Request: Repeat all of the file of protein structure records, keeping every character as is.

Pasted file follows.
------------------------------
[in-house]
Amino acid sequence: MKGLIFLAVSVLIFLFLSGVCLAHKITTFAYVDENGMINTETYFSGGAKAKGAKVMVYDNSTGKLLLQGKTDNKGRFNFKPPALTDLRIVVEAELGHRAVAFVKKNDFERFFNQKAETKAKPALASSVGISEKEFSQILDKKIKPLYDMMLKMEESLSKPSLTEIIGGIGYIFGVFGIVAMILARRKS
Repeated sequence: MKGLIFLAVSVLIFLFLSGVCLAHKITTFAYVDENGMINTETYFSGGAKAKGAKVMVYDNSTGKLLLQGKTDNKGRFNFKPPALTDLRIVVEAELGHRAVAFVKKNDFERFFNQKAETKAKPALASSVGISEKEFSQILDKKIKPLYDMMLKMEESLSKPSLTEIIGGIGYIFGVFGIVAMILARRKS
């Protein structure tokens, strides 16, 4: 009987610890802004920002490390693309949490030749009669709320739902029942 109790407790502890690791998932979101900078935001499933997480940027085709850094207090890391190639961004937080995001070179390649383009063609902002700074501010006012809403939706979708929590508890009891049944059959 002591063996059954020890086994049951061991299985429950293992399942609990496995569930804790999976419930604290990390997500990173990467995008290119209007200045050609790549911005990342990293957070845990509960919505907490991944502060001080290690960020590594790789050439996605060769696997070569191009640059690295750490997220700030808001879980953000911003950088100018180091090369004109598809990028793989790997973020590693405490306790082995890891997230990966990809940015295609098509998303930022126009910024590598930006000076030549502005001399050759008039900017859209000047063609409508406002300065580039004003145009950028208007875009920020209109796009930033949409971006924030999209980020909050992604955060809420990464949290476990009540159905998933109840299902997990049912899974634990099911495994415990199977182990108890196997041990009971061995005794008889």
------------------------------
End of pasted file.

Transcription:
[in-house]
Amino acid sequence: MKGLIFLAVSVLIFLFLSGVCLAHKITTFAYVDENGMINTETYFSGGAKAKGAKVMVYDNSTGKLLLQGKTDNKGRFNFKPPALTDLRIVVEAELGHRAVAFVKKNDFERFFNQKAETKAKPALASSVGISEKEFSQILDKKIKPLYDMMLKMEESLSKPSLTEIIGGIGYIFGVFGIVAMILARRKS
Repeated sequence: MKGLIFLAVSVLIFLFLSGVCLAHKITTFAYVDENGMINTETYFSGGAKAKGAKVMVYDNSTGKLLLQGKTDNKGRFNFKPPALTDLRIVVEAELGHRAVAFVKKNDFERFFNQKAETKAKPALASSVGISEKEFSQILDKKIKPLYDMMLKMEESLSKPSLTEIIGGIGYIFGVFGIVAMILARRKS
């Protein structure tokens, strides 16, 4: 009987610890802004920002490390693309949490030749009669709320739902029942 109790407790502890690791998932979101900078935001499933997480940027085709850094207090890391190639961004937080995001070179390649383009063609902002700074501010006012809403939706979708929590508890009891049944059959 002591063996059954020890086994049951061991299985429950293992399942609990496995569930804790999976419930604290990390997500990173990467995008290119209007200045050609790549911005990342990293957070845990509960919505907490991944502060001080290690960020590594790789050439996605060769696997070569191009640059690295750490997220700030808001879980953000911003950088100018180091090369004109598809990028793989790997973020590693405490306790082995890891997230990966990809940015295609098509998303930022126009910024590598930006000076030549502005001399050759008039900017859209000047063609409508406002300065580039004003145009950028208007875009920020209109796009930033949409971006924030999209980020909050992604955060809420990464949290476990009540159905998933109840299902997990049912899974634990099911495994415990199977182990108890196997041990009971061995005794008889």